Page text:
Modern Hebrew Literature in Translation

Exploring a rich variety of literary prose fiction, this course focuses on the emergence of modernism in Hebrew literature at the turn of the 20th century. Ever since the 19th century Jewish Enlightenment (Haskalah), Hebrew literature has played a major role in the processes of permutation and transition within Jewish society, articulating new modes of thinking on matters such as body, identity, sexuality and language. In both its themes and aesthetics, Hebrew literature not only reflected these processes, but in fact created and shaped the public sphere within which these new ideas emerged. Identifying literature as an institution of the modern, intertwined with the rise of nationalism, this course examines the coincidence, as well as the discrepancy, between modernist poetics and the nationalist imagination. It asks how literature constructs national consciousness and whether, and in what ways, it ever exceeds it. Our weekly sessions will be dedicated to reading diverse texts (short stories, essays, novels and literary theory) and tackling some of the recurring issues they raise, including gender and sexuality, ideology, secularization and immigration. We will acquire methodologies of literary analysis, pay attention to rhetoric and style and practice close reading. No prior knowledge of Hebrew is required. All texts are available in English translation.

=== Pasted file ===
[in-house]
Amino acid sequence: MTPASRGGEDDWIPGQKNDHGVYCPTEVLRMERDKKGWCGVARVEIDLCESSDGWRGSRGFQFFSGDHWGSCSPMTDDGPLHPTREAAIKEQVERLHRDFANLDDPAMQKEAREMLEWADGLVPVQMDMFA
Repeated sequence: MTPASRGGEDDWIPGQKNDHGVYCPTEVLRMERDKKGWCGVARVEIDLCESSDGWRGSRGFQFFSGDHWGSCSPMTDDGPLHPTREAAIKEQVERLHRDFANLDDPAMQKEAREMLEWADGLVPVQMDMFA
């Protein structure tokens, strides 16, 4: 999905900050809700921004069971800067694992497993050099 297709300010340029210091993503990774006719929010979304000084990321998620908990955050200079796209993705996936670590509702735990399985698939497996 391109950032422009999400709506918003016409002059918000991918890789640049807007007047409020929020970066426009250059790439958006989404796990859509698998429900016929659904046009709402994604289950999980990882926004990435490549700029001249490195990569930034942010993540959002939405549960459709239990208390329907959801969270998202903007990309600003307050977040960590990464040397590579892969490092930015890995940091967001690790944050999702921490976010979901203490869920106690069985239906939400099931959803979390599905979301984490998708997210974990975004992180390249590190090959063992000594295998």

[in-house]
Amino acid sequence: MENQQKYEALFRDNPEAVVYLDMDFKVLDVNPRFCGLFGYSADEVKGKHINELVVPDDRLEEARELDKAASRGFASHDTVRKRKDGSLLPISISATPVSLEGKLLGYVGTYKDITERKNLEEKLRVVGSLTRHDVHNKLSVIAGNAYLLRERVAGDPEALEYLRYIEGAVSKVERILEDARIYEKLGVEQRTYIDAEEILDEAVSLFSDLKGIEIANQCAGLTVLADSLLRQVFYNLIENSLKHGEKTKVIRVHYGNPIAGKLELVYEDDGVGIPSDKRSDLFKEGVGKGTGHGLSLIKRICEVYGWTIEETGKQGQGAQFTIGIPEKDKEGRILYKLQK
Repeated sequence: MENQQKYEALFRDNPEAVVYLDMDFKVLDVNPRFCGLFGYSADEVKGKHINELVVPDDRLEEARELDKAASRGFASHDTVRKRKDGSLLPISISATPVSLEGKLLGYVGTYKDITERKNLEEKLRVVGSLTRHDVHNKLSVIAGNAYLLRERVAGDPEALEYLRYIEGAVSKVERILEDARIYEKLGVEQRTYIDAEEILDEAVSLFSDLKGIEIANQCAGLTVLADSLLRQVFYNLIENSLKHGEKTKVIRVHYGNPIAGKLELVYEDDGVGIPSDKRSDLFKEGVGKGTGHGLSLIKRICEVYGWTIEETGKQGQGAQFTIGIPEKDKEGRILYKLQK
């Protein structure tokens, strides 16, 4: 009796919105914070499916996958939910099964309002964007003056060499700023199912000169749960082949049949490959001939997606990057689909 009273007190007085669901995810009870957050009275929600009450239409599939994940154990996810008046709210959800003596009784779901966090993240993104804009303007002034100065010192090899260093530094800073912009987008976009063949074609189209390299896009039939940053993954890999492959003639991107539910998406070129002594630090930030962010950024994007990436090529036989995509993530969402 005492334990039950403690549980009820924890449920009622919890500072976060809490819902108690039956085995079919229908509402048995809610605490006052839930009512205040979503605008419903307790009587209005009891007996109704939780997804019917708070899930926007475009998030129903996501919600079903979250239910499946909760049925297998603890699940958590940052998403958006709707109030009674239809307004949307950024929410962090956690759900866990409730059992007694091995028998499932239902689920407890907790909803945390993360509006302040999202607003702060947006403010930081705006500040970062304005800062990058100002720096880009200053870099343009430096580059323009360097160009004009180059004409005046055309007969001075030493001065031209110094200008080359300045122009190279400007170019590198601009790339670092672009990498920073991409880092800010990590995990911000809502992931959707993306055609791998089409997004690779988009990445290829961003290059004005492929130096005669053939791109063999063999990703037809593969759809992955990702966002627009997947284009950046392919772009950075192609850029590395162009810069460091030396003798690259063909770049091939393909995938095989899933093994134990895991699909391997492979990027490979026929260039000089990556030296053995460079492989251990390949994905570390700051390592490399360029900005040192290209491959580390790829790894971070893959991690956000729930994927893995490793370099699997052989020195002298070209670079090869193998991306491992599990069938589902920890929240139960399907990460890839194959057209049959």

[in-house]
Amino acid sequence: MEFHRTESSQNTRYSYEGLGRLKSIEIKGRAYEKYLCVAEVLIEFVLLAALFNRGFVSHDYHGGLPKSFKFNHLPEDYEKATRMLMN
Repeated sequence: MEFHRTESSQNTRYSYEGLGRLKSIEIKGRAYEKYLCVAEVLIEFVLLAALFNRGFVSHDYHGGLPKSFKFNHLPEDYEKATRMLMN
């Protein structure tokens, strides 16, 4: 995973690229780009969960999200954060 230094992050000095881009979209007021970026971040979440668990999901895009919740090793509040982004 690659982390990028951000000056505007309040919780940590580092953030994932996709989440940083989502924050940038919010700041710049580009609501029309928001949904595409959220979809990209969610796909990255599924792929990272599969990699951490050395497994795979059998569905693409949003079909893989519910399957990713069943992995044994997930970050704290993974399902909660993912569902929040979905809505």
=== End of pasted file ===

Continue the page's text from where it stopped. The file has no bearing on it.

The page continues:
Comprehensive introduction to representative works of modern Hebrew literature from the writers of the Hebrew national renaissance of the late 19th century to the present. Focuses on thematic and structural analysis of texts in light of social and intellectual movements of the period. Readings include selections from Peretz, Berdichevsky, Ahad Ha?am, Gnessin, Brenner, Agnon, Hazaz, Yehoshua, and Appelfeld.






Spring 2021

Roni Henig
TR: 2:00 PM - 3:15 PM ONLI